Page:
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What you guys do not realize that in most cases the problems that exist in a yard are problems that are beyond the control of the lawn care operator. i.e. mowing height, watering practices, and weather. As a lawn care operator we continually send out and provide step by step instructions on proper horticultural care of turf that addresses these issues and no matter what there are a certain percentage that do not take the time to follow those instructions or have even seen them (although they are provided 6 times over the year and explained in detail in the beginning).
 

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Originally posted by Nebraska
What you guys do not realize that in most cases the problems that exist in a yard are problems that are beyond the control of the lawn care operator. i.e. mowing height, watering practices, and weather. As a lawn care operator we continually send out and provide step by step instructions on proper horticultural care of turf that addresses these issues and no matter what there are a certain percentage that do not take the time to follow those instructions or have even seen them (although they are provided 6 times over the year and explained in detail in the beginning).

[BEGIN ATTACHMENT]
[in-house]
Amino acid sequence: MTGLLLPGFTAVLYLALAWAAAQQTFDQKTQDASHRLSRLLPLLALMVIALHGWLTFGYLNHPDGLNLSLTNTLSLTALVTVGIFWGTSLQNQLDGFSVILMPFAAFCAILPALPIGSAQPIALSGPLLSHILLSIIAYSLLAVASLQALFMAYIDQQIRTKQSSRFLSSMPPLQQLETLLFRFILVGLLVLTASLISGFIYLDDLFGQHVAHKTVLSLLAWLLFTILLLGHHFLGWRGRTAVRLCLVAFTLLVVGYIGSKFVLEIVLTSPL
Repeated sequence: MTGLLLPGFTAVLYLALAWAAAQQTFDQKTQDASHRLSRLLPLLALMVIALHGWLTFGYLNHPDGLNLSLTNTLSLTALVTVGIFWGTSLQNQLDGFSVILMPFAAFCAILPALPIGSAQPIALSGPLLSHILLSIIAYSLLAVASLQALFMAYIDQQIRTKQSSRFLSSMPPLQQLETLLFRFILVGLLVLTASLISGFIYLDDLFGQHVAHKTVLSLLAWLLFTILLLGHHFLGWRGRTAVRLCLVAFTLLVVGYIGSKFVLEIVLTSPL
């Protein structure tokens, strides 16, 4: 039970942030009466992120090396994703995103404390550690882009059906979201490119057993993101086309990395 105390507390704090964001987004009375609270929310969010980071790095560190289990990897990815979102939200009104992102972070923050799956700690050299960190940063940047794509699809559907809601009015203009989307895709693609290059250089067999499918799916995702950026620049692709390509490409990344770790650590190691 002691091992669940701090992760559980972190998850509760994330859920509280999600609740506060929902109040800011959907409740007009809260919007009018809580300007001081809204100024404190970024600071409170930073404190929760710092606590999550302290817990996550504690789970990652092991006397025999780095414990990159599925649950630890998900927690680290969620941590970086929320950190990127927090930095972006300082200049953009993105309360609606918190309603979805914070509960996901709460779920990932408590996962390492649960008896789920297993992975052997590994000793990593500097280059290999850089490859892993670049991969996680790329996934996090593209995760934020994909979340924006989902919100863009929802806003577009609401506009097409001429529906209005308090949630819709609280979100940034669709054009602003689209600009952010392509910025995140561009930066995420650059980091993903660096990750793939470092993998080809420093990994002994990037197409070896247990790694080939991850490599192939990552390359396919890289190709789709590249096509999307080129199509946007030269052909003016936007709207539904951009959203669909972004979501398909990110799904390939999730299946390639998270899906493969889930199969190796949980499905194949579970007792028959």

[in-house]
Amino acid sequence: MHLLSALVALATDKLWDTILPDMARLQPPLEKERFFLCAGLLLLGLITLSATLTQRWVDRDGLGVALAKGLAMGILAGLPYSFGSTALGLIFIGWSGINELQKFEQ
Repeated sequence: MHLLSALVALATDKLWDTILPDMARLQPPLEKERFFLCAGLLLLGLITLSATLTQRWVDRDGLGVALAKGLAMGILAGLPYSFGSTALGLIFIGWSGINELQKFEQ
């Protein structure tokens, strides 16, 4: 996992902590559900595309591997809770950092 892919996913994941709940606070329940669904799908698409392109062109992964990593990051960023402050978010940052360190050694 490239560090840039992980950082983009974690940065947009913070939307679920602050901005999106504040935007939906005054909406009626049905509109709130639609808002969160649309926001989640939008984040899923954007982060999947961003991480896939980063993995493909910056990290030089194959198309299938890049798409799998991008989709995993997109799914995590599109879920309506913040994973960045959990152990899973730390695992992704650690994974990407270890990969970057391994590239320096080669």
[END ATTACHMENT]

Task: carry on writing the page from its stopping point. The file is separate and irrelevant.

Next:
I am not saying the quality applicators don't exist, I am just not one of the lucky ones to have one on my property. I understand a large portion of the lawn resides on the homeowner. I am also saying that compared to my neighbor, who also mows at 3", waters as often as I do, and also experiences the same weather has a better lawn with standard products than I am achieving with my "professional". That is why I come to this site, for helpful information that I can use to make my lawn better.

On my application receipt, there are not any reccomendations checked, not more higher, loer or otherwise. Heck, the type of grass isn't even marked, most likely because Joe sprayer doesn't know either.